Corinne - I joined Roland Berger's London office in the 1990s in very similar circumstances. They were extremely prestigious in mainland Europe - and neck and neck with McKinsey in their native Germany - but far less well known and less established in the UK.
What I would say is that it is really only in the "dinner party stakes" that this has any relevance. You'll get a little tired of explaining to people at social events and college reunions that you work for a firm that competes with McKinsey for strategy assignments, rather than them actually knowing who RB are by reputation. But that's just an ego thing...
... when it comes to getting into business school you'll find they are very well known by the business schools around the world. Equally if you've got recruiters who are looking to hire ex-strategy consultants then they will all know who RB are and how high the calibre of their staff is. So your options whenever you decide to move on are unlikely to be compromised. And the types of projects you'll be working on and the top-tier clients you'll be able to reference having worked with will be pretty much the same as if you'd joined any other firm.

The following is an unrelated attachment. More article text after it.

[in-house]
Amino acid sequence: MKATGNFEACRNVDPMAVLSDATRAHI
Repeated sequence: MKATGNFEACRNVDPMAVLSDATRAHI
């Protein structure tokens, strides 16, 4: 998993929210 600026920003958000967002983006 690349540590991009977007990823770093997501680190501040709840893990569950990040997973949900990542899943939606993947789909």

Provided you feel the top people you meet are talented and you're going to learn from them - plus you like the people who they've taken on board there in the US offices already - then I wouldn't have any hesitation about joining them (or indeed any other top firm whose brand in your country is not as prominent as it is in other global markets). My experience is that offices like this are far more entrepreneurial and the scope for rapid career progression/ responsibility is much greater as a result of the "start-up" nature of the operations.
Hope this helps